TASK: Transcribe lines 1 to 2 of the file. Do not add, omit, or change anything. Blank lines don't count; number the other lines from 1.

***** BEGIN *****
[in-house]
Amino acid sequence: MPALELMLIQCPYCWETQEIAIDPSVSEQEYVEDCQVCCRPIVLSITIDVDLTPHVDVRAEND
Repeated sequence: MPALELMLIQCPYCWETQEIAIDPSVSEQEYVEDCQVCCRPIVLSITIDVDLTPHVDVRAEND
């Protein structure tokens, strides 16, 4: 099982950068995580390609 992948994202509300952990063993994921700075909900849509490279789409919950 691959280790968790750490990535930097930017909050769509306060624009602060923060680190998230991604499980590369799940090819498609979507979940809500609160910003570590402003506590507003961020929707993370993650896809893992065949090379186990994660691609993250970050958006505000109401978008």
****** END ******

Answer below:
[in-house]
Amino acid sequence: MPALELMLIQCPYCWETQEIAIDPSVSEQEYVEDCQVCCRPIVLSITIDVDLTPHVDVRAEND